It looks like the hexagonal zeitgeist is finally floating to the surface of our collective media environment. Two stories in particular off of our hexagonal news feed caught my eye this morn:
". . . Just as the 1950s will always be remembered as the decade of atomic-inspired motifs, so may the early decades of the 21st century be remembered, by those of pop cultural bent, as belonging to the hexagon."
The Hexagon Harley 1.4301
"Six is the magic number on this handcrafted custom Harley Davidson by Horst Dzhangmen. Everything but the engine, a HD Shovelhead 1340 cm3 and the frame, has been cut and built into perfectly shaped hexagons and this exceptional work took its creator three years of hard work to achieve this perfection."
One cannot, I believe, overstate the aesthetic value of hexagonal geometry. Its visually-appealing proportions, "nature"-evoking associations, combined with its outright utilitarian, mathematical functionality makes the hexagon a formidable motif for any commercial or cultural venture. It is remarkable how often hexagons are included in packaging, logos, et cetera, simply to convey the sense of balance and proportion they tend to evoke. For instance, yesterday I was walking through a bookstore, and I saw the side of a book on a table called The God of the Hive. Before I even saw the cover, I knew there would be a hexagonal pattern on it. I didn't even look at the cover thinking "Will there be hexagons on this book?" I looked at it thinking "I would like to see the hexagons on this book." And lo, there were hexagons. They weren't even like proper honeycombs per se—they were, as I expected, just geometrical figures in a stylized tessellation. That's all that is necessary to convey the hexagonal symbolism of the honeycomb. For some sort of deeply psychological and ontological reasons, we identify with hexagons as we identify with little else in geometry or mathematics, and this is why we shall, I believe, see a greater and greater hexagonal presence throughout society as we move into a more geometrically conscious age.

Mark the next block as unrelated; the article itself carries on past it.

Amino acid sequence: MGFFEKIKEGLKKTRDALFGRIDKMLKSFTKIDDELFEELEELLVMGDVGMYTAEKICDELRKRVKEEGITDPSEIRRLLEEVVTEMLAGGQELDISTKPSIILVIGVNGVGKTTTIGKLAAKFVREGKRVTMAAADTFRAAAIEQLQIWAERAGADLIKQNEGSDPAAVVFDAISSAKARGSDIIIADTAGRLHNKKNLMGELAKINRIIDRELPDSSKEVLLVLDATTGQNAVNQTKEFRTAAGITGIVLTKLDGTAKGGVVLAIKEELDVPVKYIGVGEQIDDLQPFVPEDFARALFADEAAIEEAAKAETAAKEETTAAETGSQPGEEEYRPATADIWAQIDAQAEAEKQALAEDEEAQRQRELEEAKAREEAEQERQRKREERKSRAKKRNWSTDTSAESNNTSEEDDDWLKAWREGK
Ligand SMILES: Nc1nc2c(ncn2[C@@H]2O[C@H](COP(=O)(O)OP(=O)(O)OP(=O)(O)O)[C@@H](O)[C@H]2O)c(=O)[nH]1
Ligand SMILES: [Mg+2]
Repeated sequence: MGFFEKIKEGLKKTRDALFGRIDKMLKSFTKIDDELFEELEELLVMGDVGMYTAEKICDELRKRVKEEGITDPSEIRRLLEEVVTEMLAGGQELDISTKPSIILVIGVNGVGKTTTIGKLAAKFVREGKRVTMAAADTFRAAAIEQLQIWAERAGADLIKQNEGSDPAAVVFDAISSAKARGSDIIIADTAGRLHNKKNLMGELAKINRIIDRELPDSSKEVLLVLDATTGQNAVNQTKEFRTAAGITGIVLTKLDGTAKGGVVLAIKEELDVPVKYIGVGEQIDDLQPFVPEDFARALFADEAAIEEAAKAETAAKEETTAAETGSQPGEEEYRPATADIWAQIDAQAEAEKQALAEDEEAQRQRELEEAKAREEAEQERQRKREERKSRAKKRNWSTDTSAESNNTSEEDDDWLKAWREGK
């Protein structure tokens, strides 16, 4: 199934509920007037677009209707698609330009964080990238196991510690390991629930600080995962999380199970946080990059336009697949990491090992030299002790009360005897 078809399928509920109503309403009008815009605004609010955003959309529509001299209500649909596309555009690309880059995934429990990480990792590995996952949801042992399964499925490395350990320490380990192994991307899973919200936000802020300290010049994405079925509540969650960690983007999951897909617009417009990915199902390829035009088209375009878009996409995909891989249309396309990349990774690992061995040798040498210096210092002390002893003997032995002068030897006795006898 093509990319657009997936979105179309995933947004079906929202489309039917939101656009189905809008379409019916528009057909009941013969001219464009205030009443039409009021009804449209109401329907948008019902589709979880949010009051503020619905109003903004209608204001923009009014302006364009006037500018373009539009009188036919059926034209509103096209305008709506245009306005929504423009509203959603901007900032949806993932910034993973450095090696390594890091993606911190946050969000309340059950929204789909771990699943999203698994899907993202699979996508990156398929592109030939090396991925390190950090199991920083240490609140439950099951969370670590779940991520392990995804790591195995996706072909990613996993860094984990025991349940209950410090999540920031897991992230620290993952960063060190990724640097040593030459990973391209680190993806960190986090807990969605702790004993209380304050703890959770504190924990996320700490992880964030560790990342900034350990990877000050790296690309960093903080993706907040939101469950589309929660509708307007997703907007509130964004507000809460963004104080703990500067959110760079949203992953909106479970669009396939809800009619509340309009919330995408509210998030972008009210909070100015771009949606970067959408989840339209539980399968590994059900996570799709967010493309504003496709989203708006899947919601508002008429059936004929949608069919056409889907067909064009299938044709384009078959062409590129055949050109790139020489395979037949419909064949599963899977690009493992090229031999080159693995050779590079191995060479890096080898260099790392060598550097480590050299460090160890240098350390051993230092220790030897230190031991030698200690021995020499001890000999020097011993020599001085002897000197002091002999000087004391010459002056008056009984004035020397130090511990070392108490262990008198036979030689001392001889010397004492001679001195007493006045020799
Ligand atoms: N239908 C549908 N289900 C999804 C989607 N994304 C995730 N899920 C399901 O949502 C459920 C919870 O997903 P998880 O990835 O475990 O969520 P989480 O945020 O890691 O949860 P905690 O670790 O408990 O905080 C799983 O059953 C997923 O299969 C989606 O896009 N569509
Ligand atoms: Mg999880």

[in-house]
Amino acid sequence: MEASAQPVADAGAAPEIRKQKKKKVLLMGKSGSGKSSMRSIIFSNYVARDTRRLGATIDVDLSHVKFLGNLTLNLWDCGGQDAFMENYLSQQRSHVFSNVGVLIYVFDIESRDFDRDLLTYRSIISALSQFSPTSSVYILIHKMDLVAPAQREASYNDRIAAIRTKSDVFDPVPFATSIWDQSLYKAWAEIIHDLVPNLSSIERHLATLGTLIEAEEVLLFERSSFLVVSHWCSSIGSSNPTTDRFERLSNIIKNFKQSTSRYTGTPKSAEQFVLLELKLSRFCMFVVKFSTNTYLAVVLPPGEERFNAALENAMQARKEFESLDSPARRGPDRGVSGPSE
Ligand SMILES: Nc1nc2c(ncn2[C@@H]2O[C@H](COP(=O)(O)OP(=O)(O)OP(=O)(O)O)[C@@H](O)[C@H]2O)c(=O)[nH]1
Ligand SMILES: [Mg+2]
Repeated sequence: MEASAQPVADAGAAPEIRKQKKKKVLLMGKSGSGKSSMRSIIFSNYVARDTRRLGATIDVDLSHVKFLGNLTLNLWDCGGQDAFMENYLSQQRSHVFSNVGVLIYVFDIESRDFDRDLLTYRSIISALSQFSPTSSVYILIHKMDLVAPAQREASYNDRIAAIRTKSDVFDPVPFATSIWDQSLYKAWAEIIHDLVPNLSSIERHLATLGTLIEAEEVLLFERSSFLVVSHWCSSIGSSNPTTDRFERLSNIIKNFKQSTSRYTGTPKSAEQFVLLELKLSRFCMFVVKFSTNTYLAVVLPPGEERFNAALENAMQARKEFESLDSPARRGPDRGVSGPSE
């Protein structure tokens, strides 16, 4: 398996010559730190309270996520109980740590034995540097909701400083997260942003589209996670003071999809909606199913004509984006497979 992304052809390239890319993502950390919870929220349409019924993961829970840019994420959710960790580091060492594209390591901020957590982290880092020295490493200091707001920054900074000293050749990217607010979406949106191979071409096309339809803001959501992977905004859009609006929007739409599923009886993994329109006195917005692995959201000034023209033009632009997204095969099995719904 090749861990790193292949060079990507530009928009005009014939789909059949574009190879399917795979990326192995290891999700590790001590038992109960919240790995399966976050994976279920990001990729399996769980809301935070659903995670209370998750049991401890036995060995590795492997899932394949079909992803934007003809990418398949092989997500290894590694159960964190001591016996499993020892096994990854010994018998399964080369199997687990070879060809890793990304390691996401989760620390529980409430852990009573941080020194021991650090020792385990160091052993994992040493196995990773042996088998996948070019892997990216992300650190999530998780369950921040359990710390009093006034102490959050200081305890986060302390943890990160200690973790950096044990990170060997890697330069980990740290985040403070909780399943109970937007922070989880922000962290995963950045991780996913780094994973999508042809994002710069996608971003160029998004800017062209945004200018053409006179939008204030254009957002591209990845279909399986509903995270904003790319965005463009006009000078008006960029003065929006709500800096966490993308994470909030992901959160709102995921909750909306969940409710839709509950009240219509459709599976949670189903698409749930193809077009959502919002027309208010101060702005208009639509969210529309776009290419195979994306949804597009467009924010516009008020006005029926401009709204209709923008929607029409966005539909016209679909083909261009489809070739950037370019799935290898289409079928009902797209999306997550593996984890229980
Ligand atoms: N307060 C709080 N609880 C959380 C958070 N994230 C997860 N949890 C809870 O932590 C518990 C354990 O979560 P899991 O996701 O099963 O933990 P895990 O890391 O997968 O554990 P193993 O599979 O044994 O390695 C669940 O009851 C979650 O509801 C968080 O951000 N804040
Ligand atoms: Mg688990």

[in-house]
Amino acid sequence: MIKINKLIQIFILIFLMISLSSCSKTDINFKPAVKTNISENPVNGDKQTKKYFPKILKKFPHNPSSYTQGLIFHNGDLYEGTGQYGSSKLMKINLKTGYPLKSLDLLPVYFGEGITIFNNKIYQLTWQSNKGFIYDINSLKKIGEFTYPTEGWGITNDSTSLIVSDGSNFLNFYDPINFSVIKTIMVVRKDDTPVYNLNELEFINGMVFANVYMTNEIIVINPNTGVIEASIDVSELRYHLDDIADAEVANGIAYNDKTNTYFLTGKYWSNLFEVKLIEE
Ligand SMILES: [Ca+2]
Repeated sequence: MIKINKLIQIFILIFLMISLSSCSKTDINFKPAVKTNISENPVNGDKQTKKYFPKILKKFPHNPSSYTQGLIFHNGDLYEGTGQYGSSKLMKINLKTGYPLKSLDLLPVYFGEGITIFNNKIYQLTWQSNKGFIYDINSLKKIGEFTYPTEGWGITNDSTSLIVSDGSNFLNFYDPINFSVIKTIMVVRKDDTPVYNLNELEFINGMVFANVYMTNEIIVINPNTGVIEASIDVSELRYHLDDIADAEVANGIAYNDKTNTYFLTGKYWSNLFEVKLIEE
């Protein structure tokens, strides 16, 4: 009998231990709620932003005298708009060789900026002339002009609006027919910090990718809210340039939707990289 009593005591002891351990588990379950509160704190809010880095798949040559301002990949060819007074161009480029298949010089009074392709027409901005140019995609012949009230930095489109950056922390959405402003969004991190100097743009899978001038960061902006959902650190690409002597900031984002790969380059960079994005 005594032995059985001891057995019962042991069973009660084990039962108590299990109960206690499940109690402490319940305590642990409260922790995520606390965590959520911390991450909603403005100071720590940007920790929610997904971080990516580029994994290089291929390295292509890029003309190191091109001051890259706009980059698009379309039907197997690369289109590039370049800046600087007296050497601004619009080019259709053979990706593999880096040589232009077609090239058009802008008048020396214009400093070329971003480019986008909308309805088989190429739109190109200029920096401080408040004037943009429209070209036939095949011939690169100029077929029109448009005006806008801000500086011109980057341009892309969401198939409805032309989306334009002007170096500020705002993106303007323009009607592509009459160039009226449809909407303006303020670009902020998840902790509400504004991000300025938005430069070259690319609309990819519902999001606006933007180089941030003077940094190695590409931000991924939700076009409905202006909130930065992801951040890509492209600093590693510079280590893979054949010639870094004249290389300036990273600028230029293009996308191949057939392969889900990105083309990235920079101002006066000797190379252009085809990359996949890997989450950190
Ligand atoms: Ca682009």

It is interesting to consider that perhaps the recent rise of hexagonal geometry directly follows a general return to visual imagery and spatial relationships in modern times, due both to broad social trends and the rise in certain enabling technologies (computers, television, et cetera), somewhat in the manner described by the late Leonard Shlain in his book The Alphabet Versus the Goddess. One could even, I believe, see the hexagon as the very embodiment of humanity's contrasting ways of conceptualizing the world—the hexagon is both an abstract, logical construct and a concrete, visual form in our sensory realm. This is one of many reasons I see the hexagon as the key to the very future of human consciousness itself—it is nothing less than the bridge between left and right brain, logic and intuition, math and art, et cetera, et cetera. And so on.